Rogers Takes A Hand
From: 'drag' Harlan
The trail herd had made good progress through the valley, and Rogers,
aided by the Star men, had kept them going. The men feared no
interference with the work, for they had terrorized the ranchers in the
valley until the latter well knew the futility of retaliatory measures.
Still, a certain furtive quickness of movement had always characterized
the operations of the outlaws--the instinct to move secretly, if
possible, and to strike swiftly when they struck was always strong in
Besides, the drive to Willow's Wells was not a long one, and the cattle
could stand a fast pace. So it was not long after the herd had left the
Star until it straggled up a defile in the hills and out upon the level
where Deveny's men had to ride to take the south trail to the Rancho
The level extended southward for a distance of several miles to a grass
range that the Star men knew well--for there had been times when they had
grazed cattle there, making camp on their frequent trips to the Wells.
A range of low, flat hills marked the northern limits of the grazing
section; and Rogers and his men trailed the cattle through the hills
while the morning was still young.
The herd was through the hills, and Rogers, twisting in the saddle, was
taking a last look over the plain to make certain there had been no
prying eyes watching the movements of himself and the men, when he saw,
far to the west, a group of horsemen just coming into view at the edge of
the plain--seemingly having ridden out of the big valley.
Rogers wheeled his horse and watched the horsemen as they traveled
eastward, making good time. He called to a man, named Colver, who was
riding close to him.
"Them's Deveny's men--from the Cache. What in blazes are they up to?
Somethin's in the wind, Colver--they're ridin' like the devil was after
them an' burnin' the breeze for fair!"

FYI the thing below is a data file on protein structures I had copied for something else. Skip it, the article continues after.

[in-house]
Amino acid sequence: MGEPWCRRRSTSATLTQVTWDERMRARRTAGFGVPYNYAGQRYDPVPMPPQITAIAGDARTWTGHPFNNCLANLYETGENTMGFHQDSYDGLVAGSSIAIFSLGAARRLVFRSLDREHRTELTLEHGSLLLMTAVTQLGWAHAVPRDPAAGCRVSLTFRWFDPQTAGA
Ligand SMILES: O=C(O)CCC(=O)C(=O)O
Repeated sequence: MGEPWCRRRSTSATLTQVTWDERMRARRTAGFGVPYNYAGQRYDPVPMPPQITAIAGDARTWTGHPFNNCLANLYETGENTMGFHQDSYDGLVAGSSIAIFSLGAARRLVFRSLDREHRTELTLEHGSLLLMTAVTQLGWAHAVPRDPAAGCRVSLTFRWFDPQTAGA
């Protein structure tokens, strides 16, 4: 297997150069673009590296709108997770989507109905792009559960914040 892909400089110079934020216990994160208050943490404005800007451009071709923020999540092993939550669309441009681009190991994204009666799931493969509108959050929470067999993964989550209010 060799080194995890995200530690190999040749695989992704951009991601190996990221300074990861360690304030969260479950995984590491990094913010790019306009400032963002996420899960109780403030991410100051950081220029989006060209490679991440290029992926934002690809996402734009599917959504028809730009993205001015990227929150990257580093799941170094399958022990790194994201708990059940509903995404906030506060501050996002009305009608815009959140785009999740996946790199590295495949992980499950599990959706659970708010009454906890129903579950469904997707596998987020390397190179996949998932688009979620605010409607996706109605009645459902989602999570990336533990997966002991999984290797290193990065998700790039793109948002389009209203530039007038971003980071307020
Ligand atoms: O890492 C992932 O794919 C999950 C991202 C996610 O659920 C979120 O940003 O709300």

Rogers sent his horse scampering to the crest of one of the hills where,
concealed behind some brush, he watched the progress of Deveny's men
When they passed the point on the plain where they would have to veer
northward if they intended to visit the Star, he breathed with relief.
For he had almost yielded to a conviction that Deveny was headed for
But after the horsemen passed the point that led to the Star trail, a new
anxiety seized Rogers--and a passion that sent the blood to his face
swept over him.
His eyes were glowing with an excitement that he could not repress when
he turned to Colver.
"Somethin's up!" he snapped. "Deveny's been sullen as hell for a good
many days--ever since Harlan came to the Star. One of the boys was
tellin' me he heard Deveny an' Haydon havin' it out over at the Cache. If
there's goin' to be a ruckus I'm goin' to be in on it!"
He leaped his horse off the hill, racing him down into the grass plain
after the other men. When he reached them he yelled sharply, and they
spurred quickly to him, anticipating from his manner that danger
"I've got a hunch that hell's a-goin' to pop right sudden, boys," he told
them. "An' we're goin' away from it. If there's any trouble we want to be
in on it. Deveny's up to somethin'. You-all know about the agreement made
between Haydon an' Harlan--that Harlan was to run the Rancho Seco without
interference. Deveny's headed that way, an' Haydon ain't around. It's up
to us boys to keep our eyes open.
"Harlan's at the Star. He won't be knowin' that Deveny is headin' for the
Rancho Seco. Harlan's white, boys; he's done more for us guys since he's
been at the Star than Haydon or Deveny ever done for us. He's promised us
things that Haydon an' Deveny would never do. He's a white man, an' I'm
for him. An' I'm for takin' orders from him from now on. Who's with me?"
"You're shoutin'!" declared Colver.
"It's time for a new deal," muttered another.